warrants the trade-offs necessary to address it. According to Raub, three key disagreements exist among officials, (1) the likelihood of a terrorist attack that will result in such mass casualties, (2) the balance of investment between the general enhancement of public health infrastructure and the special emergency response capabilities needed to respond to an event of such magnitude, and (3) the necessary balance of investment among local, state, and federal government assets. To best protect the public’s health, Raub noted the need for better communications concerning the nature of the risks and the vulnerabilities and trade-offs in addressing them, as well as vertical and horizontal integration of assets to strengthen the ability of the United States to respond to large-scale events.

To determine the local, state and federal resources that are necessary to respond to disasters, Jonathan L. Burstein has suggested a model defining the preparedness and response problem in terms of systems, supplies, staff, and space (Burstein, 2004). The systems component of the model seeks to address the communications and logistics needed to prepare for and respond to crises. The supply variable addresses the drugs, vaccines, and basic necessities—housing, food, and water—that victims need, and how to best distribute those resources among affected communities. Staff considerations include training and credentialing adequate numbers of volunteers and ensuring their safety throughout the response effort. The final component of the model, space, takes into account the physical space needed for patient care, isolation, if necessary, and the distribution of community prophylaxis. Upgrading the public health and health care systems by strengthening systems, supplies, staff, and space, will allow local, state, and federal governments to better respond to disasters.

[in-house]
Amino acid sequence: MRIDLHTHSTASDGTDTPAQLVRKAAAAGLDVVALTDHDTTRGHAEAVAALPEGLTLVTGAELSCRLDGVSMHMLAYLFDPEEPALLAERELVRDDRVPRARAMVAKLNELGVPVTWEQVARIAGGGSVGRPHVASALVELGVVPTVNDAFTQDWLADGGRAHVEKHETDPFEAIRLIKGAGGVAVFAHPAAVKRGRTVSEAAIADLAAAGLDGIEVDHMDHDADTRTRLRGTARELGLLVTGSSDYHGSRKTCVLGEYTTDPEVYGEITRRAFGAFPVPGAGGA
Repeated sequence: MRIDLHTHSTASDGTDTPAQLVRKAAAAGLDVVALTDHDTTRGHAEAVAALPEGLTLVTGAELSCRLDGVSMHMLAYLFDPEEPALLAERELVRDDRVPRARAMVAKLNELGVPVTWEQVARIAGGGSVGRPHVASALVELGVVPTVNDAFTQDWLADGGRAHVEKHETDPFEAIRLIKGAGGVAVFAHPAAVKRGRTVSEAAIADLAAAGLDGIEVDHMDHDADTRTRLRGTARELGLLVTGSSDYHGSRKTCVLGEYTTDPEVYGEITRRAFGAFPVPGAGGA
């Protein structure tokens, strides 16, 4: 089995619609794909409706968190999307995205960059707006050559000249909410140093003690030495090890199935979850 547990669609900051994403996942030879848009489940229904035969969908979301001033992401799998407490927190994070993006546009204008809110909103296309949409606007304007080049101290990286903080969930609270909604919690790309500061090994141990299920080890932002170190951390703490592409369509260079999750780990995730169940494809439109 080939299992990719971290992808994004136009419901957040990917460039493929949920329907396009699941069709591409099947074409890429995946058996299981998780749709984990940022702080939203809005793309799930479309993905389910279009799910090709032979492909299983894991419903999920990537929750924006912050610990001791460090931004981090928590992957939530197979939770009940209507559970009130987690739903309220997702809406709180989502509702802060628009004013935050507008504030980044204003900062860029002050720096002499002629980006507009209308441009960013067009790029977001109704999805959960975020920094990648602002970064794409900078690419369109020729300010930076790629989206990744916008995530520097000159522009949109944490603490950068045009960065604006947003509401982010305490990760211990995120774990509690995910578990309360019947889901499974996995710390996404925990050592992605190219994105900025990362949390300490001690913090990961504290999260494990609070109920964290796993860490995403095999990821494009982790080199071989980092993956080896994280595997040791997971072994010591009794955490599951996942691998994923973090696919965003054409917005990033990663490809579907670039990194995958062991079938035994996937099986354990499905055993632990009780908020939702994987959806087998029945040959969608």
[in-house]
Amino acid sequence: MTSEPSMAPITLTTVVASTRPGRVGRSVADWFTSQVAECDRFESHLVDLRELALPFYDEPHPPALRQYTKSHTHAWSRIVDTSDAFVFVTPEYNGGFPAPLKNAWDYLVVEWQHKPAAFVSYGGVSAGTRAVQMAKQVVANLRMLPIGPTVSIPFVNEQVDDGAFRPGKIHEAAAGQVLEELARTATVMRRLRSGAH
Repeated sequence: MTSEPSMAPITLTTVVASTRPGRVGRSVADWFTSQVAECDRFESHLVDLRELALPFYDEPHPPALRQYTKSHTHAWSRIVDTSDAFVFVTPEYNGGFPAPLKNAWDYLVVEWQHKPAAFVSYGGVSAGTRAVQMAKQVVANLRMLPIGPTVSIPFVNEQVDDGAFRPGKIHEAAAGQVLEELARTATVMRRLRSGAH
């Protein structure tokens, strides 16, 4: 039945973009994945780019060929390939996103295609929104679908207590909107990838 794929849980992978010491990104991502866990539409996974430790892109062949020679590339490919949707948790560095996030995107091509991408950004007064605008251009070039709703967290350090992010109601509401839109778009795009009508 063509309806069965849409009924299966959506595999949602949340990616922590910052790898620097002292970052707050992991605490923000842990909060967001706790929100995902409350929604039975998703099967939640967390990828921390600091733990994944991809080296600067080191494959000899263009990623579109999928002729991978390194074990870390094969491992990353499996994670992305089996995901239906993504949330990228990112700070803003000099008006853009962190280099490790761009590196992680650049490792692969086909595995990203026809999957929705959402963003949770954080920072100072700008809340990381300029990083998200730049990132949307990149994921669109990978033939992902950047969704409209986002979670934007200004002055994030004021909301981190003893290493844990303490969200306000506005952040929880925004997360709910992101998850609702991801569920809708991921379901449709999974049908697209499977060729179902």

SYSTEMS

During recent disasters in the United States, responders have encountered numerous problems, including confusion over the jurisdiction responsible for coordinating the response effort; an inability to communicate the vulnerabilities and risks before, during, and after the crisis; difficulties in getting responders to the disaster site while moving victims away from it; and problems distributing essential resources among those who need it most. To alleviate those problems during future responses, the U.S. Department of Health and Human Services has made improvements in state and local preparedness by providing funding and guidelines for all 50 states, the District of Columbia, the territories, and three major urban areas—New York City, Chicago, and Los Angeles County. According to Raub, the Department hopes to improve the response capabilities for bioterrorism and other disasters, while overcoming decades of neglect in the public health infrastructure with respect to containing infectious disease outbreaks.



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